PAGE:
September 2003 to June 2008, PhD thesis

Peperomia, a giant pantropical genus with approximately 1600 species, is characterised by a wide variation in vegetative traits and inflorescence architecture, contrasting with an extreme uniformity in floral morphology. The species concept within the genus is quite narrow and during its history, botanists have been describing many species without much reference to other closely related species. Hence, a user-friendly and surveyable infrageneric classification is essential to gain an overview of the genus.
This study combined a molecular and morphological approach in order to provide a backbone phylogeny of the giant genus Peperomia, serving as a framework for our further research in the genus. The major part of this thesis dealt with studies performed to obtain an overview of the variation within the genus and acquire insight in the relationships between and within infrageneric clades. To start with, a general description of the genus Peperomia is presented, including morphology, anatomy, ecology and nomenclature. The classification of Dahlstedt (1900) has been chosen as a reference and starting point for this study and it was tested with morphological, anatomical, molecular and combined analyses on approximately 60 species of all groups. Morphological data included both macro- and micromorphological observations of all parts of the plants, whereas anatomical data also included crystal studies of the leaves. All these observations were made on living material available from the largest ex situ collection of the genus Peperomia, present in the Ghent University Botanical Garden. Molecular data were based on three markers: chloroplast trnK-matK and nuclear ITS and 26S.

The combination of the different data was performed in order to obtain insight in the evolution of morphological and anatomical characters. The results of all analyses showed that Dahlstedt’s classification is only partially reflecting natural groups as some clades are based on morphological characters which have been subject to parallel evolution. In addition, several new clades have been recovered. Finally, a survey of the names of all infrageneric taxa was made, including typification of the many taxa that had not yet been typified. Incorporation of this and the morphological-molecular data in our ongoing research in the genus will result in a new infrageneric classification that is reflecting phylogenetic relationships. See Peperomia for more information. The second part of this PhD consisted of research in the order Piperales, specifically on the genus Verhuellia. See Verhuellia for more information.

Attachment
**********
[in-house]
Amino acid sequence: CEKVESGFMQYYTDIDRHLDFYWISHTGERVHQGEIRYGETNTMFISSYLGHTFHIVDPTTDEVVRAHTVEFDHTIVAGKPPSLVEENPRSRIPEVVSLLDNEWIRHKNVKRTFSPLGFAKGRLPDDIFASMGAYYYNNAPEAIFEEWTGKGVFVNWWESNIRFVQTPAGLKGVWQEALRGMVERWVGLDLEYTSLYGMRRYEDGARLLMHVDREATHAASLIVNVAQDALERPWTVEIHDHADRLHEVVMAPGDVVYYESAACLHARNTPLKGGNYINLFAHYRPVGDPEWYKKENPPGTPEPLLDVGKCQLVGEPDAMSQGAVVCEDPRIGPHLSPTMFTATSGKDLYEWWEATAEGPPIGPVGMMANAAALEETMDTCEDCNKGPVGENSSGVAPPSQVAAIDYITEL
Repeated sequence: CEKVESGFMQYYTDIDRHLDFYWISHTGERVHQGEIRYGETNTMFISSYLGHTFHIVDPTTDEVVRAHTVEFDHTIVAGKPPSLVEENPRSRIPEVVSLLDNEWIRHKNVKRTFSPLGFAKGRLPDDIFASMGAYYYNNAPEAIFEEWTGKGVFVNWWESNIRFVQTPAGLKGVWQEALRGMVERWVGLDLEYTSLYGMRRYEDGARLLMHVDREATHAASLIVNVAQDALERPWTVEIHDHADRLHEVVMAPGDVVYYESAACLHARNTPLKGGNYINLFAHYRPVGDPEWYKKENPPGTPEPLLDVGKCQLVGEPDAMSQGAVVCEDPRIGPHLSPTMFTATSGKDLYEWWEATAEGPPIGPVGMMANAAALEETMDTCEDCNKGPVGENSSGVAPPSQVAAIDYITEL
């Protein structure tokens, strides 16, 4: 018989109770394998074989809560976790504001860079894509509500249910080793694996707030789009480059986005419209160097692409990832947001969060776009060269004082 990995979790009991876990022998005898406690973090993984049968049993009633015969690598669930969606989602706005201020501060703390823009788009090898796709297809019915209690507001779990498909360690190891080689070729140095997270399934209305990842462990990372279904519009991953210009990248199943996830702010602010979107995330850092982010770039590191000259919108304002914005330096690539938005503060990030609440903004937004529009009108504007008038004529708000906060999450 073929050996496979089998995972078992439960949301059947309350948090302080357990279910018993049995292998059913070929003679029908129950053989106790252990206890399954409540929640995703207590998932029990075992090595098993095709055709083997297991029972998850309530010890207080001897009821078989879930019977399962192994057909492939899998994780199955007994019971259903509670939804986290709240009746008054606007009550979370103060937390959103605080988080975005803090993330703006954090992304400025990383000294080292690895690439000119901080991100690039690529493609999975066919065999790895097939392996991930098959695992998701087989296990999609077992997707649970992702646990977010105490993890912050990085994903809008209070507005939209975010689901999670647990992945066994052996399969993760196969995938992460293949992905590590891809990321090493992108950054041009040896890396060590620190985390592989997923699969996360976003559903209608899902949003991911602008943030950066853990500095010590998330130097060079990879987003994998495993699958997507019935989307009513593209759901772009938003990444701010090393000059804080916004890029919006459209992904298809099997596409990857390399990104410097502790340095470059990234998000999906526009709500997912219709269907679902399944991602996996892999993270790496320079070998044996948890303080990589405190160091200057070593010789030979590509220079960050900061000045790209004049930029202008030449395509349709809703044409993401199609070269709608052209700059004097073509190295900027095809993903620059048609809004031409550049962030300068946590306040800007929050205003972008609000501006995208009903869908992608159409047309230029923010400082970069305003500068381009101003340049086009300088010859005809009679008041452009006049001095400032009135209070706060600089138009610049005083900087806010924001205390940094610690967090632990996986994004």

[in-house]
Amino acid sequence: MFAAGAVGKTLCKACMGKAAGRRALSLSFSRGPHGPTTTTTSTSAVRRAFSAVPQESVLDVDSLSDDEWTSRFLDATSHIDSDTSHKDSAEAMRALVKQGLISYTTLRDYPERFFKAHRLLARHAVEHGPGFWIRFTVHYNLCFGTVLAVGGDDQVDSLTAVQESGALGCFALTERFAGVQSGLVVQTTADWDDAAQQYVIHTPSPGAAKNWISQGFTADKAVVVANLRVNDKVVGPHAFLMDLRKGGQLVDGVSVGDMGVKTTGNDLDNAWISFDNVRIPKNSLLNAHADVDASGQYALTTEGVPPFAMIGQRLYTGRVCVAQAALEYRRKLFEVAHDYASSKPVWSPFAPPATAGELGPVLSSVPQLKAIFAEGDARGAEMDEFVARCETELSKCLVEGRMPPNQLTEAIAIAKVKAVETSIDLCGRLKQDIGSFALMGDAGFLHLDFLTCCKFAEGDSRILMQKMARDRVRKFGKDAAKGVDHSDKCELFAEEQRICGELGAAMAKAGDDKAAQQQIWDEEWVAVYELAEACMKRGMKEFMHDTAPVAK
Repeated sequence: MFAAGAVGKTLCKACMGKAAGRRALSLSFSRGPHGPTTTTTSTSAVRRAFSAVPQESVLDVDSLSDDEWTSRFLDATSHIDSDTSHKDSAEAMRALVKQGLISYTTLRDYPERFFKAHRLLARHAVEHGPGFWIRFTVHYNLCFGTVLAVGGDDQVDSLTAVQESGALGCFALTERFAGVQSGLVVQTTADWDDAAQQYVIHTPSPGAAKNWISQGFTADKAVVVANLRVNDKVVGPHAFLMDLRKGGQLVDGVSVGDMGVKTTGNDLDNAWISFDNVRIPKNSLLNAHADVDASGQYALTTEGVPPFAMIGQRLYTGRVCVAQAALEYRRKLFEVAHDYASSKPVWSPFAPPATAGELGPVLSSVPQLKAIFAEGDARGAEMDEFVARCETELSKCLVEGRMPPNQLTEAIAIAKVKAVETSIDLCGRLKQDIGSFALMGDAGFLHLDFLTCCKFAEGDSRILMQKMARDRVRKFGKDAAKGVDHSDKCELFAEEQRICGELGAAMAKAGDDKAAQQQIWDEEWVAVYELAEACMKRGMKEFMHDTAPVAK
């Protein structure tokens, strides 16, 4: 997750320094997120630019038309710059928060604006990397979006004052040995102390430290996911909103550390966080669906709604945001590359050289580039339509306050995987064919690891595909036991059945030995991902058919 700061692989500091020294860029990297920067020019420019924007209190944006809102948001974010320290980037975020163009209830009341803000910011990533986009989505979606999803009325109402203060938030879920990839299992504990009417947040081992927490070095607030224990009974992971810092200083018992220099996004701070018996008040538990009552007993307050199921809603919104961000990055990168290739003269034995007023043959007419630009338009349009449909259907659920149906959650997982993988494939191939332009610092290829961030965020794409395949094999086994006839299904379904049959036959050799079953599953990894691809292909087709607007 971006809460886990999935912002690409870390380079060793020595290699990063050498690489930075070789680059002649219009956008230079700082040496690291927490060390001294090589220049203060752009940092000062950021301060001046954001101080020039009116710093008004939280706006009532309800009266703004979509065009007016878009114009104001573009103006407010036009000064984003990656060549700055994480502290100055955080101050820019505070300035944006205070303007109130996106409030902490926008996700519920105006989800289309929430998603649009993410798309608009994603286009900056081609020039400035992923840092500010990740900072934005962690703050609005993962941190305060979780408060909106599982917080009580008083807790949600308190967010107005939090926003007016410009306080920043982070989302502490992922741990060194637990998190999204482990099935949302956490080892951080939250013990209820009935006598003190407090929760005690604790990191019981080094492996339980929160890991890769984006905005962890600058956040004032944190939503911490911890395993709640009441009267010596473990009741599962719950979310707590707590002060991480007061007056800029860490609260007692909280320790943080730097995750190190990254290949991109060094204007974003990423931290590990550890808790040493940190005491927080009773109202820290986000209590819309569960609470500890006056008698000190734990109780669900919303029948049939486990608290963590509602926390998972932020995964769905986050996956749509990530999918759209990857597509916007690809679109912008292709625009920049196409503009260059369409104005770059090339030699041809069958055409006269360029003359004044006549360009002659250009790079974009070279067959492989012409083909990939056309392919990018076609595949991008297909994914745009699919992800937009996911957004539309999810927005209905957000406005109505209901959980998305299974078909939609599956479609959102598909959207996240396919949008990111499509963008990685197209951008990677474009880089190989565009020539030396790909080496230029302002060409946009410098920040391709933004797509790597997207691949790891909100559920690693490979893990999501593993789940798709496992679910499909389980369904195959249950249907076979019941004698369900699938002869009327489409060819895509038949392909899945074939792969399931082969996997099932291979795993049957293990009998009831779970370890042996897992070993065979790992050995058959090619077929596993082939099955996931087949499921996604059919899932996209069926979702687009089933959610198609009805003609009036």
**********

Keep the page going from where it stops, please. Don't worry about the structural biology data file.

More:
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Relevant publications:
Samain MS
, Vanderschaeve L, Chaerle P, Goetghebeur P, Neinhuis C, Wanke S. (2009) Is morphology telling the truth about the evolution of the giant genus Peperomia (Piperaceae)? Plant Systematics and Evolution 280: 251-254. (erratum)
Samain MS, Vanderschaeve L, Chaerle P, Goetghebeur P, Neinhuis C, Wanke S. (2009) Is morphology telling the truth about the evolution of the giant genus Peperomia (Piperaceae)? Plant Systematics and Evolution 278: 1-21.
Horner H, Wanke S, Samain MS. (2009) Evolution and systematic value of leaf crystal macropatterns in the genus Peperomia (Piperaceae). International Journal of Plant Sciences 170: 343-354.
Samain MS. (2008) Tackling Pandora's Box. Order out of chaos in the giant genus Peperomia (Piperaceae). PhD thesis, Ghent University, Belgium: viii + 270 p.
Mathieu G, Samain MS, Reynders M, Goetghebeur P. (2008) Taxonomy of the Peperomia species (Piperaceae) with pseudo-epiphyllous inflorescences, including four new species. Botanical Journal of the Linnean Society 157: 177-196.
Samain MS, Mathieu G, Vanderschaeve L, Wanke S, Neinhuis C, Goetghebeur P. (2007) Nomenclature and typification of subdivisional names of the genus Peperomia (Piperaceae). Taxon 56: 229-236.
Wanke S, Samain MS, Vanderschaeve L, Mathieu G, Goetghebeur P, Neinhuis C. (2006) Phylogeny of the genus Peperomia (Piperaceae) inferred from the trnK/matK region (cpDNA). Plant Biology 8: 93-102.

Prof Dr. Marie-Stéphanie Samain

Laboratory technician:
Pieter Asselman

Prof. Dr. Paul Goetghebeur

Dr. Stefan Wanke - TU Dresden, Germany

Dr. Alexander Vrijdaghs - KULEUVEN, Belgium

Dr. Harry T. Horner - Iowa State University, USA

TU Dresden Biology Department, Plant Phylogenetics and Phylogenomics Group, Germany

Friends of the Ghent University Botanical Garden (De Vrienden van de Plantentuin)

Ghent University
Department of Biology
Research Group Spermatophytes
Ghent University Botanical Garden